Seemingly not a week goes by without a new story reminding us of the depths to which desperate New Yorkers will sink in order to find a place to live. (Remember the great shower-in-kitchen uproar back in March?) This time around, the New York Times has brought us the unsettling tale of a 25-year-old musician named Jack Leahy who's shelling out $450/month to live in a 40-square-foot crawl space above a Williamsburg performance venue.
The "apartment," which is only accessible by a ladder, also requires this intrepid 25-year-old to minimally use a shared kitchen and bathroom located in the building's office area. People have rightfully been outraged since the story first started circulating, and even the Times notes that the first question Leahy usually gets about the apartment is whether or not the setup is legal.
In a word? No.
Pretty much anyone could look at his windowless sleeping cubby and know that it's probably not kosher, but for the sake of argument, we thought we'd explore all the reasons why this is such an unacceptable living situation. Below, five different ways this crawl space violates NYC housing laws:
No certificate of occupancy
This is really the big one here, and the legal issue from which everything else stems. The Certificate of Occupancy is a document issued by the Department of Buildings granting a building status as a legal residence, and the landlord the right to collect rent. Given that Leahy's crawl space is located in a theater, it's highly unlikely that the building has permission to legally to house tenants.
"In order to be entitled to a Certificate of Occupancy, a building has to meet all these different standards," says real estate attorney Cathy Grad, referring to the standards laid out in the Housing Maintenance Code and Multiple Dwelling Law (more on that below.) "Since the building is a theater, you have to assume that the C of O is for commercial use, not residential." And unlike certain loft buildings that earned residential status under the Loft Law, says Grad, this space almost certainly couldn't become a legal dwelling given its lack of windows, air, safe exits, and the like.
The one silver lining is that Leahy could feasibly have cause to withhold rent, since landlords do need a C of O to legally collect money from renters.
Lack of windows
One of the first standards for a legal bedroom in NYC is that the room have a window, and a certain amount of light and ventilation. Suffice it to say that Leahy's windowless crawl space doesn't make the cut.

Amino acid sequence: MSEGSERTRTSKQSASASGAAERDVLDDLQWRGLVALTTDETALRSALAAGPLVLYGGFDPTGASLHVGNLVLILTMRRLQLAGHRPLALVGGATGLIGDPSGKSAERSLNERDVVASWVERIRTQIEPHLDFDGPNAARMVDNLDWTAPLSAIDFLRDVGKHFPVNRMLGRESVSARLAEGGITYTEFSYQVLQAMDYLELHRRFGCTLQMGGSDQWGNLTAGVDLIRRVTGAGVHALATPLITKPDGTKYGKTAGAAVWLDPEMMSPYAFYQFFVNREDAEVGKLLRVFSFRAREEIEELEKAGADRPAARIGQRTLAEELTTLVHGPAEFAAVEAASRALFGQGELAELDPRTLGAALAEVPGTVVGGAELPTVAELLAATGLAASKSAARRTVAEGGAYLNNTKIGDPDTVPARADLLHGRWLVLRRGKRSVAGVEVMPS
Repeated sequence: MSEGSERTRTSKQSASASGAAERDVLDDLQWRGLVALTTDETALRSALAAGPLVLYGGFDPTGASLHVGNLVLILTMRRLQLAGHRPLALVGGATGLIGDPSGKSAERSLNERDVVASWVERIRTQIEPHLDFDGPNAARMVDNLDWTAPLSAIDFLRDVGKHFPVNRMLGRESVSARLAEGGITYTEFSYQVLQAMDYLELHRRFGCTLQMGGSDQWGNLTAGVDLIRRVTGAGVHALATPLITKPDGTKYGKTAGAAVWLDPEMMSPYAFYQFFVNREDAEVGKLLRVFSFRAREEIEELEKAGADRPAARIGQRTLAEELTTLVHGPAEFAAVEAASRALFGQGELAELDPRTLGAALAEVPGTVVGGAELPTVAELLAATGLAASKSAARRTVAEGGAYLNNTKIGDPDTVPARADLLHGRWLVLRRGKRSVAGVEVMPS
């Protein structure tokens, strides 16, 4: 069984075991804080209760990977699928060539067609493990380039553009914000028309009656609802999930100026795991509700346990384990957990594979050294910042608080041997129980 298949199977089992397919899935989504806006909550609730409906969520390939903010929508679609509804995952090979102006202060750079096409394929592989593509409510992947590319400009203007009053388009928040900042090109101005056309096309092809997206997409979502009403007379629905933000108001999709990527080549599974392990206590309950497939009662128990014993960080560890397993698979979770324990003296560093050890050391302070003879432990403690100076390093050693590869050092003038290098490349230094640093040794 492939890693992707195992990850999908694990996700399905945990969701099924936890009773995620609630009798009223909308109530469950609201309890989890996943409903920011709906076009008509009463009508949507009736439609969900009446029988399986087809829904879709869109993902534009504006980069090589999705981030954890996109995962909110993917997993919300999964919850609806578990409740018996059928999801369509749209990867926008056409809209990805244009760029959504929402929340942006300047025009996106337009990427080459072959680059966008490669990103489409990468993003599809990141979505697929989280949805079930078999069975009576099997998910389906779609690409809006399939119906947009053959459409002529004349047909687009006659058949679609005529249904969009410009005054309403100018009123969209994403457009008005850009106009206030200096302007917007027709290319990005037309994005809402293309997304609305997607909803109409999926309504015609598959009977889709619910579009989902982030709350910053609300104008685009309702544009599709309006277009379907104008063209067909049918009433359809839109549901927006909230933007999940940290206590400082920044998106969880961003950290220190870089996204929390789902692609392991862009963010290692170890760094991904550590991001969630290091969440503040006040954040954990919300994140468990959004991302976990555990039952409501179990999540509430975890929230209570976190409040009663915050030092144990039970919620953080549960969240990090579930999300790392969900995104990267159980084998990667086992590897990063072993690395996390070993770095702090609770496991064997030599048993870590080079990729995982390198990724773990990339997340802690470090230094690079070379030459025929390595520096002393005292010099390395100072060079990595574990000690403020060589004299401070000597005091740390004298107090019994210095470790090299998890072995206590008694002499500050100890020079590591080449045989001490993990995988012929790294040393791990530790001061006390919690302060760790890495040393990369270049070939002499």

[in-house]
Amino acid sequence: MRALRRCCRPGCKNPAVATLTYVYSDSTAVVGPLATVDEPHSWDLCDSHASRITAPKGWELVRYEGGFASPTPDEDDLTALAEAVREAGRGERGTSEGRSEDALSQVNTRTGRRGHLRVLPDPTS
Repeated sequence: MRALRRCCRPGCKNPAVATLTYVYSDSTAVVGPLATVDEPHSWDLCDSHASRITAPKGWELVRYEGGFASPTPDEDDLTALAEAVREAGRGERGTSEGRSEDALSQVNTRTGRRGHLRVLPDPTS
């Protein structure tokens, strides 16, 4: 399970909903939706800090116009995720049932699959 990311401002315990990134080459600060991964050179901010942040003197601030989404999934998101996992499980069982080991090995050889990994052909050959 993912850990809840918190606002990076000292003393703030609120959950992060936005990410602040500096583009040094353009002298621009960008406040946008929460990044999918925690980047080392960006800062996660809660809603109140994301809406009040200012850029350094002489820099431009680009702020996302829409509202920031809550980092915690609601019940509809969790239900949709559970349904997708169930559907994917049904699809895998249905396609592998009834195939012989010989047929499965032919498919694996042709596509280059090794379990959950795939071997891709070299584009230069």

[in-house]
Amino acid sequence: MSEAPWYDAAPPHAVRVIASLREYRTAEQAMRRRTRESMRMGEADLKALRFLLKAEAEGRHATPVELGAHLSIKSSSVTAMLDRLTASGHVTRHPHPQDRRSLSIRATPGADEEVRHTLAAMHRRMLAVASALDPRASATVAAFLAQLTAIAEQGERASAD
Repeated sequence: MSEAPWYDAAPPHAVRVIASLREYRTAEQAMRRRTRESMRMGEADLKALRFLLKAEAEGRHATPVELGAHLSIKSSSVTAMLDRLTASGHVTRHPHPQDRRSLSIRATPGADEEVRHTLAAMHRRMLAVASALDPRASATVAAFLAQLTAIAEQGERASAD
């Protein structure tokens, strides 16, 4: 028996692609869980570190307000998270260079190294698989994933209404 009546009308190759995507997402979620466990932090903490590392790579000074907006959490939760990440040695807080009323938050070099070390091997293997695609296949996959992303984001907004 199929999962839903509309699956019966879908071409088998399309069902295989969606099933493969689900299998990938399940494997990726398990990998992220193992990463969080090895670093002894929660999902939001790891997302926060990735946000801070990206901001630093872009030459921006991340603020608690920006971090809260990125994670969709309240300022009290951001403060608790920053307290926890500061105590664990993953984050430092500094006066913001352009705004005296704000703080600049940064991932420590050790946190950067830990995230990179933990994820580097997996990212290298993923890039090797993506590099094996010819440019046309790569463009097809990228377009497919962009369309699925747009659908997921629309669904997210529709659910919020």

"It's illegal, it's not a living space," says tenants rights attorney Sam Himmelstein. "Bedrooms and sleeping spaces need a certain ratio of square footage to windows." Though windowless "bedrooms" are a relatively common phenomenon in the world of sketchy NYC rentals, rest assured that from a legal perspective, they're an absolute no-go.
It's just too small
This may come as a surprise to anyone who rents a cramped studio, but legally speaking, there really is such a thing as a New York apartment that's too small to be acceptable. And this one fits the bill.
"The Housing Code says that a tenant occupying an apartment shall have a liveable area of not less than 80-square feet," says Himmelstein, who adds that these rules date back to the days of Jacob Riis, when many New Yorkers lived in horrible tenement conditions. "So he's living in half of what the city considers a liveable space." The same code also requires ceilings to be at least eight feet high, and the Times notes that after the entryway, the "headroom decreases to about five feet" in Leahy's living space.
It's not a legal SRO
When he's not busy climbing the ladder to his crawl space, the Times writes that Leahy shares a kitchen and bathroom with seven other people who live in the building, a setup that sounds similar to a classic Single Room Occupancy building (or SRO).
But even if this theater did have a Certificate of Occupancy and legal standing to operate as an SRO, it wouldn't be up to snuff: Housing Code stipulates that there be at least one bathroom per six residents.
The ladder entrance is a fire hazard
Besides being an ungodly hassle, the fact that Leahy can only access his living space via a ladder is, unsurprisingly, a significant safety hazard.
"If there's a fire, how's he getting out?" asks Grad. "The fire code is part of the requirements to obtain the C of O." Given that the fire code requires an unobstrocted "vertical and horizontal" route to the "means of egress" in a residence—e.g. the exit—a rickety ladder doesn't exactly make the cut.
If you start scrolling through city housing codes, these issues are just the tip of the iceberg as far as how deeply wrong this "quirky" living situation really is. "The landlord could face serious penalties for allowing this," says Himmelstein. "This is one instance where I think the city should figure out which building it is and issue a vacate order."
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